A group of Latino voters has filed a lawsuit, charging that Texas' system of electing statewide judges violates federal law.
The Supreme Court of Texas and the state's Court of Criminal Appeals each seats nine judges, chosen in at-large, partisan elections. Currently, there are only two Hispanic judges on those top two courts, one on each, even though Latino citizens make up more than a quarter of Texas' voting age population.
"Our analysis of the elections in Texas for those two courts shows that there's a high degree of racially polarized voting," says attorney Jose Garza, who filed the suit in a U.S. district court in Corpus Christi.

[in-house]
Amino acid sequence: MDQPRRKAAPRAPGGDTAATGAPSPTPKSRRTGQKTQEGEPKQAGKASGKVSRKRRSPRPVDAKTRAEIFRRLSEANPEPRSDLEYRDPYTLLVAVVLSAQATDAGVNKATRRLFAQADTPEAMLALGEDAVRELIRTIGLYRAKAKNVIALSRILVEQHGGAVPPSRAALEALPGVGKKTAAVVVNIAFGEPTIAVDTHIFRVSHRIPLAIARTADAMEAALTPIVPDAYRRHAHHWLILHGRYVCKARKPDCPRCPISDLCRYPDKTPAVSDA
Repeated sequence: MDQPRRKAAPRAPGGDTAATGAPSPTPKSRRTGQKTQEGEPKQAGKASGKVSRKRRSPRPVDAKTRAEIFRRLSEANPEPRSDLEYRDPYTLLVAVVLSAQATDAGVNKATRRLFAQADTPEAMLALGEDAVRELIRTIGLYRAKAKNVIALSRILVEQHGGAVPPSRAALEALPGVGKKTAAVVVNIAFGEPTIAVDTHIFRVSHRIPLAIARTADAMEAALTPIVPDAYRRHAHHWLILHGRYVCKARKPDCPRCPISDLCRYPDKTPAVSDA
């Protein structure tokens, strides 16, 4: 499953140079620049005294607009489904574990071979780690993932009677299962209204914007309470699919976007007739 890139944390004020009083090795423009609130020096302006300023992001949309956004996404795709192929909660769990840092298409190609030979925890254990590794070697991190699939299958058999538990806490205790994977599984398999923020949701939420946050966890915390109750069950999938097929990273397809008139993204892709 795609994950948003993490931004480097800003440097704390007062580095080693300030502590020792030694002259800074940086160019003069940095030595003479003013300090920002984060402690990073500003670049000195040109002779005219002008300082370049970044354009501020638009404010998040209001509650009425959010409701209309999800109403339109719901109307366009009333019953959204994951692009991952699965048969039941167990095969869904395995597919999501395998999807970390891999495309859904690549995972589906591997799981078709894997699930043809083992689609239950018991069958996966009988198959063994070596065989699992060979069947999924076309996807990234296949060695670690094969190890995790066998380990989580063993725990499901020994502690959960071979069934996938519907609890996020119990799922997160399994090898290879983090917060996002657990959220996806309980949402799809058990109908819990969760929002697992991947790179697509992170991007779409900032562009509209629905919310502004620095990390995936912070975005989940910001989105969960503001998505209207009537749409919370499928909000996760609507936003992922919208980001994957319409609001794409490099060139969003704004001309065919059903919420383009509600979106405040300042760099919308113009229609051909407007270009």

Garza says the state's current method of electing judges violates the Voting Rights Act by diluting Latinos' voting power. "There have been very few Latino elected candidates to those courts, and in the last couple of decades, every candidate that has been the choice of Latino voters has lost," he says.
According the lawsuit, only five out of the 76 justices to serve on the Texas Supreme Court since 1945 have been Latinos, while only two of the 48 judges to serve on the Court of Criminal Appeals over the same period have been Latinos.
The suit aims to replace the at-large system with one that elects judges by single-member geographic districts. It names Governor Greg Abbott and Secretary of State Carlos Cascos as co-defendants. Houston Public Media reached out to both Abbott's and Cascos' offices, as well as that of State Attorney General Ken Paxton for this story. All three offices declined to comment.